Cassava-Processing Plant Contaminates Stream in Northern Laos

laos-cassava-processing-plant-phonesaphan-village-july26-2016.gif The Jupaoyan Cassava Processing Co., Ltd. is releasing effluents into a nearby stream in Phonesamphan village, Long district, in northern Laos' Luang Namtha province, July 26, 2016.

More than 400 families in two villages in Long district of northern Laos’ Luang Namtha province are being increasingly affected by a cassava-processing plant operated by a Lao-Chinese company that releases pollutants into a nearby stream on which they depend for water, a local resident said.

The plant owned by Jupaoyan Cassava Processing Co., Ltd. turns the edible, starchy, tuberous root into biofuel for power generation.

But the effluent it releases has polluted a stream used by the residents of Phonesamphan and Taohom villages, said the villager who declined to be named.

“The plant drains debris and water into a stream that villagers rely on, and no one dares bathe in the stream,” he said.

The operators of the plant, which was built in 2002, have created small ponds to hold the polluted water, but they continue to release the effluent into the stream, he told RFA’s Lao Service.

“In addition, in the rainy reason the water will burst the banks of the ponds three to four times a year,” he said.

“In the past, officials from the district’s natural resources and environment office used to come to test water, but after that the problem was not addressed,” the villager said. “Now there are no fish in the stream.”

No one answered the phone when RFA contacted Jupaoyan Cassava Processing Co on Monday.

Resolving the problem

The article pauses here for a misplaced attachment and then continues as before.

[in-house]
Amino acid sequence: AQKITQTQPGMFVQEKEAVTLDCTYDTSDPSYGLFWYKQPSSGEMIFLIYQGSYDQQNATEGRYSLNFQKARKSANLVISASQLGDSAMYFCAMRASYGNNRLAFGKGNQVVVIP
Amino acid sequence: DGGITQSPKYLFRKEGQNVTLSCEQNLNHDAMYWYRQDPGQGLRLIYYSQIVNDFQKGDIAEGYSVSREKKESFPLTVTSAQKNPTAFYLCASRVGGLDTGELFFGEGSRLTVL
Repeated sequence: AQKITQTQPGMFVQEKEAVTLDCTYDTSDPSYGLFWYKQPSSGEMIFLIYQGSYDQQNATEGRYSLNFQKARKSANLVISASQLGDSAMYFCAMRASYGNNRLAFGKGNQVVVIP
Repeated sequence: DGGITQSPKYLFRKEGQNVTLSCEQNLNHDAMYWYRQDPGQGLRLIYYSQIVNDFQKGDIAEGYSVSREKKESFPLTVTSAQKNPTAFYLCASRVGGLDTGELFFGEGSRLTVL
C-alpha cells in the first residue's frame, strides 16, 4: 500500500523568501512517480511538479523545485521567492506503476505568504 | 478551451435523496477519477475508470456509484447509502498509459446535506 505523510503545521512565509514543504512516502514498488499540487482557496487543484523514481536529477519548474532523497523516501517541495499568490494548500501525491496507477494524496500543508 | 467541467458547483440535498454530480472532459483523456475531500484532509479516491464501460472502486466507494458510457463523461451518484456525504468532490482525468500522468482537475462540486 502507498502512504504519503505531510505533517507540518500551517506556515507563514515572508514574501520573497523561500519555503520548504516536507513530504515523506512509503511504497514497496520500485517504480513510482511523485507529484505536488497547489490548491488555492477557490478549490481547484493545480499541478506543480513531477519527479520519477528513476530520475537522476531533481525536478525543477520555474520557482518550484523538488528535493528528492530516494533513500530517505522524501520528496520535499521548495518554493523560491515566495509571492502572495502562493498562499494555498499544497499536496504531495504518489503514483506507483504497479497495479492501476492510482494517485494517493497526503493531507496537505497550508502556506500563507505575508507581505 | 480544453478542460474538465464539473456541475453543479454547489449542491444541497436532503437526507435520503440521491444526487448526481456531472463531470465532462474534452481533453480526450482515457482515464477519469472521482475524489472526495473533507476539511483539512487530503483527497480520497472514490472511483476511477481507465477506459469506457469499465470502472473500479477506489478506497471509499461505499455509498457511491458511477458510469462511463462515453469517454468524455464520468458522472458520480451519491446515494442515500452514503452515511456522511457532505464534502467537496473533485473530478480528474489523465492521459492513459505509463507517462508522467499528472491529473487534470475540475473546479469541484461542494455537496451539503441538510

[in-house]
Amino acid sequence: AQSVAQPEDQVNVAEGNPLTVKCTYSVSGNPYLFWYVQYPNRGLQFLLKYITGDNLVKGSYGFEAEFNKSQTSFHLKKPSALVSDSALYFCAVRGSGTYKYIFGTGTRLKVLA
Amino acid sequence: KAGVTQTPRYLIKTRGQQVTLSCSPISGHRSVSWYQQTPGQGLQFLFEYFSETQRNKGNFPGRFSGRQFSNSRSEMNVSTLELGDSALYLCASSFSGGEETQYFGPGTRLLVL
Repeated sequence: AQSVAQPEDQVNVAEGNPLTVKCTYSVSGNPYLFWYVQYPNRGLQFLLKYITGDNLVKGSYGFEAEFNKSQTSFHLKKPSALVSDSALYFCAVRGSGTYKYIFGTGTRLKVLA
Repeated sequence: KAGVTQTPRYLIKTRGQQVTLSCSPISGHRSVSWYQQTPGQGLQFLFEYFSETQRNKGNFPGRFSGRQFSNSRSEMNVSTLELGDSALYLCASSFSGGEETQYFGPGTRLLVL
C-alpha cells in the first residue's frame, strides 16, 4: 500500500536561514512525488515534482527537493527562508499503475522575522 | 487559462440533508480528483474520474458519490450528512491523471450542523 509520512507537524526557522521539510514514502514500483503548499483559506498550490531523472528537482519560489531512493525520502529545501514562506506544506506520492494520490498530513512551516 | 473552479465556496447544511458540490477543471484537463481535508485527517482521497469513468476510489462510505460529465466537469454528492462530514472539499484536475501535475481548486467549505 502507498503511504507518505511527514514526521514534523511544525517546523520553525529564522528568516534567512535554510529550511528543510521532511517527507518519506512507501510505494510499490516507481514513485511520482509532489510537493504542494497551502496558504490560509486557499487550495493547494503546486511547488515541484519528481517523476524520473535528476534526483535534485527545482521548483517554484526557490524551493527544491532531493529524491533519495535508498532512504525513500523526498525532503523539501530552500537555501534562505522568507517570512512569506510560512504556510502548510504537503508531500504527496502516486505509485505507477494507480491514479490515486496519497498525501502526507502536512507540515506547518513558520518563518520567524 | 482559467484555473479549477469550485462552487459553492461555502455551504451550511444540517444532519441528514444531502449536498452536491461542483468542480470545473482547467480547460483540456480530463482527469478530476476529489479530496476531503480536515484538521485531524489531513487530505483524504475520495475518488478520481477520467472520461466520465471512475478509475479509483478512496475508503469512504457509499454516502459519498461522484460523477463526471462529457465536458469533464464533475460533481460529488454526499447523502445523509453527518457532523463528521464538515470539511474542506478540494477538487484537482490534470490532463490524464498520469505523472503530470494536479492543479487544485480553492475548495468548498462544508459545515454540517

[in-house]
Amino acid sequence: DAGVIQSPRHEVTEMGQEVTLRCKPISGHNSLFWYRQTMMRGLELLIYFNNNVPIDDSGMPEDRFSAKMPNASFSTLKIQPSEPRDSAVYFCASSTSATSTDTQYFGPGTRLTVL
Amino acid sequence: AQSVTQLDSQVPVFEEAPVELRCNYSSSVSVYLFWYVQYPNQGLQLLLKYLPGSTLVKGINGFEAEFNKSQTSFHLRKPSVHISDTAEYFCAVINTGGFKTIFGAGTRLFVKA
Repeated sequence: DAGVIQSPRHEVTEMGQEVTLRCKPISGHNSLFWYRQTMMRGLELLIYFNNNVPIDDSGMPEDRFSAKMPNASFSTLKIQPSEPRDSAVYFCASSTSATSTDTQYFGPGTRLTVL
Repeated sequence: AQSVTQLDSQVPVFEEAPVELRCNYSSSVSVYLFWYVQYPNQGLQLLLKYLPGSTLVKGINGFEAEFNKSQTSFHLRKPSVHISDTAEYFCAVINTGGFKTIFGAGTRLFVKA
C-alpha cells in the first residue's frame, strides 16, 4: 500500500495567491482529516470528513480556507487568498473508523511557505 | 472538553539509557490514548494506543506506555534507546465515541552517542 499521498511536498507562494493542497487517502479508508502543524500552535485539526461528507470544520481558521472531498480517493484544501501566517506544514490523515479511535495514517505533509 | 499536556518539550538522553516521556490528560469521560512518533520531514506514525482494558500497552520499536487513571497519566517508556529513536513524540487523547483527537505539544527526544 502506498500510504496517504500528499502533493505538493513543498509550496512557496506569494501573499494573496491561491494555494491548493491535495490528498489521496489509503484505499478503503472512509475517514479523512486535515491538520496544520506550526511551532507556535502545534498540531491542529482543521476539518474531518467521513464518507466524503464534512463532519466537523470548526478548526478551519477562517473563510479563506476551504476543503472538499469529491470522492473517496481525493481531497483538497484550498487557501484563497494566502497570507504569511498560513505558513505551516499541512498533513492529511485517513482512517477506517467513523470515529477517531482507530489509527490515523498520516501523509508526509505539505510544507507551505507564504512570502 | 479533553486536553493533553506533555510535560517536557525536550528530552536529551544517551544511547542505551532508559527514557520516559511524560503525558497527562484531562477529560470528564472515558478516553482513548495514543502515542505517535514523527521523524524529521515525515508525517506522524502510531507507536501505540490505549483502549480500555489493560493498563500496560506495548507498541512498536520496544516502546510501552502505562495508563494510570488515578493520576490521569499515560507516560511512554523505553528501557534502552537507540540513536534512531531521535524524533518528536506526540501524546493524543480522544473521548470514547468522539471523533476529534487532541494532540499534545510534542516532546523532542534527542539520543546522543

Long district officials say they and the operators of the plant are looking for a new way to begin handling the effluent starting this month.

“We will resolve the problems as soon as possible,” District Governor Phommasouk Vilaykhoun told RFA.

“On Monday, a district government official had a meeting at the company and signed a memorandum of understanding in which the company agreed to build more four ponds installed with wastewater treatment systems.”

“The company is preparing the land to build a water-management system to ensure there will be no problems in the future,” he told RFA. “It is expected to start in August.”

The environment in Luang Namtha province has been polluted not only by the cassava plant, but also by herbicides and pesticides used on banana plantations as well as waste from mine excavation companies backed by Chinese investors.

Another cassava power-generating company located in Natham village in the Pak-Ngum district of Vientiane municipality released contaminated water into Nong-han Lake, killing hundreds of tons of fish between 2009 and 2015, according to a villager who requested anonymity.

Though the government failed to address the issue, the company, backed by a Korean investor, eventually went bankrupt and shut down, he said.

Reported by RFA’s Lao Service. Translated by Ounkeo Souksavanh. Written in English by Roseanne Gerin.

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